Company sues over stolen domains after losing UDRP
Austin Rare Coins asks court to hand over allegedly stolen domain names.
An Austin company has filed an in rem cybersquatting lawsuit in an effort to get control over eight domain names it says were stolen from its possession.
Austin Rare Coins, Inc. first turned to National Arbitration Forum with a UDRP filing to try to get the domain names back. The panel awarded it one domain but not the others, saying it didn’t prove any trademark rights to most of the domain names.
Now the company has filed a lawsuit (pdf) against the domain names in U.S. District Court in the Eastern District of Virginia. The complaint was filed in this jurisdiction because the plaintiff says it’s home to both the .com/.net registry (VeriSign) and .org registry (Public Interest Registry).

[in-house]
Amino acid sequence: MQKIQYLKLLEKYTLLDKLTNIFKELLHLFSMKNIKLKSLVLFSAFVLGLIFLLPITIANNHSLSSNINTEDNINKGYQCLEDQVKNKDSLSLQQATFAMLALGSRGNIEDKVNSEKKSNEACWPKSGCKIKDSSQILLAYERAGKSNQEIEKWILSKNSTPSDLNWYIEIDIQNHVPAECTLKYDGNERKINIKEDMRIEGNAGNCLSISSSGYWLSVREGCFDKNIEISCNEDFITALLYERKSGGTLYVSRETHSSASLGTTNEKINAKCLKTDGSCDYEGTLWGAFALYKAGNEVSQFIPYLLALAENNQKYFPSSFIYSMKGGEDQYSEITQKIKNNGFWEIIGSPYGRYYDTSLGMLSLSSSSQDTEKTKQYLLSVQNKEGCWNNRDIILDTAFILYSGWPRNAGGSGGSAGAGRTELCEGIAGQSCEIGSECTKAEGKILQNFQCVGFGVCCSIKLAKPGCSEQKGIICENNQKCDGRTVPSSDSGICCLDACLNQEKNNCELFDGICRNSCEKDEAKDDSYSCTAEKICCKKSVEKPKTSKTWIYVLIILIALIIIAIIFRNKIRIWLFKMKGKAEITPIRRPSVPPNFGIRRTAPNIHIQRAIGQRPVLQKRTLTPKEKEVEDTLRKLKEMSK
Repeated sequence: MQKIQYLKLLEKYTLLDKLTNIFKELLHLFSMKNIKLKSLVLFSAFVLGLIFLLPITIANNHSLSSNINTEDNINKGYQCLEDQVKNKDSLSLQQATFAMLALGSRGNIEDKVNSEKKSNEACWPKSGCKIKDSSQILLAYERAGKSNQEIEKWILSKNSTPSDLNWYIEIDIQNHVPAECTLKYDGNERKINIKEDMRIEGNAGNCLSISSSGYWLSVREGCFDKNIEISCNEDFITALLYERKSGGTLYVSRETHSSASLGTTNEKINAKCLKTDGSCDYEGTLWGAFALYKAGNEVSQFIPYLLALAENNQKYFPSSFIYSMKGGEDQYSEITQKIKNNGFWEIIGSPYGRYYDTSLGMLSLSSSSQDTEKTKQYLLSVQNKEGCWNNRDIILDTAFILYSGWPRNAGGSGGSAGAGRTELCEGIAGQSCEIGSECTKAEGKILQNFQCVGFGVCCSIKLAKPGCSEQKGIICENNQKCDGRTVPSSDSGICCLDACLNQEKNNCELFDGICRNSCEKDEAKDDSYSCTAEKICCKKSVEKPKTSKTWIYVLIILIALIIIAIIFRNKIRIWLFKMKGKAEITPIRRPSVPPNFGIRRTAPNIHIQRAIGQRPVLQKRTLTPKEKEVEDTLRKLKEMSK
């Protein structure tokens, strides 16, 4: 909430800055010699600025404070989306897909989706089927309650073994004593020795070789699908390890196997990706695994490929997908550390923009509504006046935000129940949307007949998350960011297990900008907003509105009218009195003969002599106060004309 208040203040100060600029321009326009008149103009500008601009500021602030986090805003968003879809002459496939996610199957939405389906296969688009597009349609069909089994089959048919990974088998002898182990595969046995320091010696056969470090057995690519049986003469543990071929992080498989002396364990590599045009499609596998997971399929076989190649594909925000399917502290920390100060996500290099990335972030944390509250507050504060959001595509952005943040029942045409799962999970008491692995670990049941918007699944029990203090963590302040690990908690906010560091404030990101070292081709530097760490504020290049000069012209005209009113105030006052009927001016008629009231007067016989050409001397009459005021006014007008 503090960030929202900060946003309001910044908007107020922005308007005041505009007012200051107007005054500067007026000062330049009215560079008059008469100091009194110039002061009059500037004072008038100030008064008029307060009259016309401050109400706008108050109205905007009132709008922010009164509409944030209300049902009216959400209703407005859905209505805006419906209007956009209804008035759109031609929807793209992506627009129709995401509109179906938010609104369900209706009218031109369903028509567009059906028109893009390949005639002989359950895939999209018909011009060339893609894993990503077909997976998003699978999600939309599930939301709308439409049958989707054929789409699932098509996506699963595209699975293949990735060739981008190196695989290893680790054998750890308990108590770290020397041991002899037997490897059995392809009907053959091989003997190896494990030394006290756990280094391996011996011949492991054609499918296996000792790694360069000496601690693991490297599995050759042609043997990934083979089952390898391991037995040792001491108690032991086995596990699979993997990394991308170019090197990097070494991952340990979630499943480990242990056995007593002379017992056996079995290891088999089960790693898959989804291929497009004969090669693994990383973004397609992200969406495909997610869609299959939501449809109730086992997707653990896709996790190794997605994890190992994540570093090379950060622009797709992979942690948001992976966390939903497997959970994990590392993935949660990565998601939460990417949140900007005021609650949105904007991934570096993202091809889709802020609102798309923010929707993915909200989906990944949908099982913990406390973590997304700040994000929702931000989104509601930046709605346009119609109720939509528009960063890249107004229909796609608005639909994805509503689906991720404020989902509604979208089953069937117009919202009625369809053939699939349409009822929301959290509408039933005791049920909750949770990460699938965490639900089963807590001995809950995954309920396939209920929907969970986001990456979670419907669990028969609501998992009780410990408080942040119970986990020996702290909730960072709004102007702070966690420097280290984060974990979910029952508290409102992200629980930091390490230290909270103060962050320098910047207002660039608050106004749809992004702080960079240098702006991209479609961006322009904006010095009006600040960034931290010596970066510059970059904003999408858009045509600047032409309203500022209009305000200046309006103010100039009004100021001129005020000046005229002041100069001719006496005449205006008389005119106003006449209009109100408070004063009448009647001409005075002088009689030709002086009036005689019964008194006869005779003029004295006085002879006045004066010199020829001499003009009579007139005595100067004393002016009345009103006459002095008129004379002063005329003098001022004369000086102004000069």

According to Austin Rare Coins, on or before May 2011 either a hacker or inside employee took control of its servers and email mailboxes, giving the perpetrator a way to initiate a domain transfer and steal the domains.
It also says the Federal Bureau of Investigation is investigating the case.
As an in rem case, the defendant is actually the domain names and not their owner. According to the plaintiff, it believes the whois information for the domains is false. The domains include acoins.com, gold-prices.com, goldcoins.org, goldinfo.net, goldprices.com, rarecoins.com, rarecoins.org, and silverinfo.net.